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"It's time to have closure on this case," Ramsey County District Judge Kathleen Gearin said Wednesday as she prepared for a plea hearing more than seven years in the making.

For the families of two men, the closure came as Carlos Antonio Scott, 32, pleaded guilty to first-degree attempted murder and third-degree murder in the 2001 shooting that killed Charles Craighead and wounded Shon Pierson. A third charge of drive-by shooting was dismissed.

Scott himself remains a quadriplegic after being shot when St. Paul police officer Michael Lee fired one blast from a shotgun, hitting both Craighead, 46, and Scott as they wrestled over a gun Scott had used when he tried to carjack Craighead and fiancée Joyce McDougle.

Gearin stayed concurrent sentences of 200 and 210 months, and instead ordered Scott to serve 20 years on probation for the third-degree murder charge and 25 years probation for the attempted first-degree murder.

Prisons simply aren't equipped financially or physically to handle a quadriplegic, Gearin said.

"He's kind of in his own little prison," defense attorney David Gill said.

The shotgun blast that killed Craighead and paralyzed Scott culminated a series of violent events on the morning of Dec. 3, 2001, in the Summit-University neighborhood.

Scott shot and wounded Arcel Magee about 8:30 a.m. as Magee drove his van near Victoria Street and Lafond Avenue.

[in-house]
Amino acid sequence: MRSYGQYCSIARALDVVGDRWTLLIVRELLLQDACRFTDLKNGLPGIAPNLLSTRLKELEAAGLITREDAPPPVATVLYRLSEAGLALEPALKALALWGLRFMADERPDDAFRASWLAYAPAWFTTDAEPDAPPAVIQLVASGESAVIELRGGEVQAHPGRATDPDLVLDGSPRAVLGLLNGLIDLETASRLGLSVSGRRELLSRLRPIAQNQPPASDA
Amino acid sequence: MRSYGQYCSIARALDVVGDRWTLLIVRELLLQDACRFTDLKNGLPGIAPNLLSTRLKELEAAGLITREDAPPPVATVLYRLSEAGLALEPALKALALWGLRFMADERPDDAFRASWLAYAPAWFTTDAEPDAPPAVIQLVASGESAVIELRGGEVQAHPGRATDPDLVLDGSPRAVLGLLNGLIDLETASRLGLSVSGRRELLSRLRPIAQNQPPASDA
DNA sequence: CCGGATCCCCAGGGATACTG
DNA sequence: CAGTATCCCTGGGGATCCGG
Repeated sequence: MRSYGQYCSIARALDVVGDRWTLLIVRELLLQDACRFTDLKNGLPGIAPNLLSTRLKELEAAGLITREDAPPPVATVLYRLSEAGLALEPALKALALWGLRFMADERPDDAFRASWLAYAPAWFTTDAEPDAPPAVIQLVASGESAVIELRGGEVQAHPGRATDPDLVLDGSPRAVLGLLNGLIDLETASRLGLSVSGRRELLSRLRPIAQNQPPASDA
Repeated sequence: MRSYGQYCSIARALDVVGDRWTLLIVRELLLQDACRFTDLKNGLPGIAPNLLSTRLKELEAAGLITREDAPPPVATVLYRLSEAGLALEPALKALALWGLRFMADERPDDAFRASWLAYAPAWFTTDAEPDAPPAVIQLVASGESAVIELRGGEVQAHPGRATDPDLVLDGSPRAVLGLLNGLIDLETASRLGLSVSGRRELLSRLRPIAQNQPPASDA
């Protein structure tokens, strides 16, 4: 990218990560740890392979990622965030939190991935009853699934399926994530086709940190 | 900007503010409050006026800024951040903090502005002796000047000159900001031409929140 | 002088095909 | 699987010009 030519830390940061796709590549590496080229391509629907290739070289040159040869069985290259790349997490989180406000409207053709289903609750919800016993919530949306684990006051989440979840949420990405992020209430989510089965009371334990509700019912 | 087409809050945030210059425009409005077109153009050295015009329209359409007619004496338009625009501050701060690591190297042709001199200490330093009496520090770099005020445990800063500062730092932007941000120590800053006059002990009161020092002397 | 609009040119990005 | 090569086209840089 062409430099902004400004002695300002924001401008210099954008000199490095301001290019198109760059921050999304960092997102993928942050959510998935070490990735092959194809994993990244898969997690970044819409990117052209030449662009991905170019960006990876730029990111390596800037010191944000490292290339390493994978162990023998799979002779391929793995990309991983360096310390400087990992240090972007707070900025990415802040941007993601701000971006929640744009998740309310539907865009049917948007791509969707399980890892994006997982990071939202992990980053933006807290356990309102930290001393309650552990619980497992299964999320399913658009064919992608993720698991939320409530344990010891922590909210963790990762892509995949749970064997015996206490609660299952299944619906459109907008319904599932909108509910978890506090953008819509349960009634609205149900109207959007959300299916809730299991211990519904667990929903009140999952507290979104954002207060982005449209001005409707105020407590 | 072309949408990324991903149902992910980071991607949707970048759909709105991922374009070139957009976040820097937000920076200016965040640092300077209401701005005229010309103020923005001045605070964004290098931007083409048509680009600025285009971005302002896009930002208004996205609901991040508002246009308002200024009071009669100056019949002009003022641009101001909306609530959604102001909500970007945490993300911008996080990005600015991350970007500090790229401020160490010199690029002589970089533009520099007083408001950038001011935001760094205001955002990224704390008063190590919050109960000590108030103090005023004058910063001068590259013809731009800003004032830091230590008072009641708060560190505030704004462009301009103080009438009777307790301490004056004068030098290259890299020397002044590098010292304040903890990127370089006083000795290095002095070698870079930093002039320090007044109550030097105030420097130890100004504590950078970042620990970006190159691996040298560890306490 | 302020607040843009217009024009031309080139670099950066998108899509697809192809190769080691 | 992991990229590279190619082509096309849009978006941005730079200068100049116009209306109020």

Ninety minutes later, Scott had an acquaintance drive him to Pierson's home on Iglehart Avenue. Pierson had sold Scott a Cadillac and they argued over the payment. Scott, armed with a .45-caliber pistol, chased Pierson around the neighborhood and shot him in the head. Pierson survived but lost his left eye and has a brain injury.

Then Scott approached two strangers -- Craighead and McDougle -- and asked for a ride. When Craighead refused, Scott tried to carjack them. Craighead wrested the gun away from Scott and in the ensuing chaos, Lee fired his shotgun and hit both men.

McDougle was the only one of Scott's victims who appeared in court Wednesday. She cried quietly as an advocate read victim-impact statements from her and Pierson.

"I don't know how to begin to express how I feel," McDougle's said. "He took my lover, my friend, my partner, my confidante. ... I know in my heart I can forgive, but I can't forget."

"I still have nightmares about the shooting," Pierson's statement said.

Scott spoke softly but clearly after Gearin's clerk and two deputies helped him get his wheelchair up to the witness stand. He apologized to McDougle and said he'd apologize to Pierson if he was there.

When Gearin asked him what advice he had for others, he replied, "Learn to be the bigger person in every situation so it doesn't escalate."

Pat Pheifer • 612-741-4992